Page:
Student-made “EventDrops” site sparks university controversy, a website created by DePaul student Khoa Nguyen, was created to assist DePaul organizations in their event planning. Recently, however, the website has been a source of controversy with the administration raising objections to it.         

Nguyen, a sophomore, started working on the website September of last year after hearing student complaints about OrgSync. Many claimed that it is hard to find events among the website’s other features, so Nguyen wanted to create something devoted solely to events.          

“We just want to make it an easy hub, centralized place for DePaul students to just find out about events,” said Nguyen. “As long as the events benefit the students, I don’t care what events they are… I wanted to make EventDrops as simple as possible.”        

EventDrops launched January 2012, and the first encounter he had with DePaul administration was after the Winter Involvement Fair. Nguyen asked Assistant Director of Student Involvement Roniciel “Joy” Vergara if the DePaul Activities Board would consider posting events on his website. According to Nguyen, Vergara declined his offer.          

“Joy thought that I had somehow hacked or somehow got the system for Campus Connect, the whole login system,” he said. “I told her it’s a totally different system. All I required was (that users) register with their DePaul email address and use their own password.”          

Throughout the rest of last year, traffic on EventDrops started to die down, and Nguyen took the opportunity to revamp the website over the summer. At this year’s Involvement Fair, he ran into Vergara again. She told him he was considered a third party and could not promote EventDrops at the fair without paying a fee.          

“EventDrops is not a registered student organization, and DePaul students individually are not allowed to have tables at Involvement Fair,” said Vergara. “In years past, we have asked DePaul students and external vendors to leave the Involvement Fair who have not registered or paid as a vendor.”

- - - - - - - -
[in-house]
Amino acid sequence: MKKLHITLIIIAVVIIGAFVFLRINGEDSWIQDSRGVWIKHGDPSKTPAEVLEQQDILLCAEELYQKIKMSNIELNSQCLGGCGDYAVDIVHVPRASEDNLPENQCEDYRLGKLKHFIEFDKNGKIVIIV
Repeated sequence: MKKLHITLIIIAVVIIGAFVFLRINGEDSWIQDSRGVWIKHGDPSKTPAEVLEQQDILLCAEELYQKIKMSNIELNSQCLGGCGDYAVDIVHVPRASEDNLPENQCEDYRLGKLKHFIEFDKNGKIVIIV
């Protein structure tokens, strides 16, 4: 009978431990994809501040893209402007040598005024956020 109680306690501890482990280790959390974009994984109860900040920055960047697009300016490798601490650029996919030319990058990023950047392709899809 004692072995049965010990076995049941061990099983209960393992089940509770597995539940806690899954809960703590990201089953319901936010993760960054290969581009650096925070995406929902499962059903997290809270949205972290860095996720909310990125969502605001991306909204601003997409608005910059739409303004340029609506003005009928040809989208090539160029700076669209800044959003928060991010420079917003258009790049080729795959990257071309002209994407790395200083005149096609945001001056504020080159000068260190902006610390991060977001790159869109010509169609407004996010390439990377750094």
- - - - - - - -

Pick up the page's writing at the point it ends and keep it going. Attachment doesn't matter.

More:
A DePaul organization that didn’t want to be mentioned received an email Sept. 11 from Student Involvement claiming that EventDrops was a security risk and should not be used by organizations. A couple days later, all organizations using EventDrops received an email recommending that they use only OrgSync to promote themselves. EventDrops was not mentioned by name in the second email.     

“I was very upset,” said Nguyen. “I thought that the worst they could do was just kick me out of the involvement fair. I didn’t know that they would take it one step further and actually email these organizations to tell them to avoid my website. The worst part about it was that the email made it seem like I was stealing information when I clearly wasn’t.”          

Nguyen believes the issue boils down to money, as DePaul pays for OrgSync. To him, OrgSync and EventDrops “have two different niches,” and he doesn’t view his website as competition for OrgSync.          

“I just wanted to get the message out there and tell people what’s happening,” he said. “I just don’t like being bullied by the university. For them to actually do this was against everything that I thought (the school was) about when I applied to DePaul.”          

Despite Nguyen’s allegations, Vergara maintained that Student Involvement didn’t accuse him of stealing information.       

“We wanted to provide clarity about using external vendors for promoting events,” she said.          

Additionally, she stated that OrgSync is one of many resources students can use to learn about organizations.          

“DePaul students get information from all different type of sources,” she said. “We want our students fully engaged in DePaul events and organizations to enhance their student experience.”          

Nguyen does see a future for EventDrops despite this controversy. He and EventDrops’ other co-founder, who attends the University of Illinois, hope to expand to other universities if the website is successful at DePaul. They even already have an interested party in Arizona. If not, Nguyen said, they might sell the script for the website to a third party.

“That’s ideally what we would pivot to if events don’t work out.”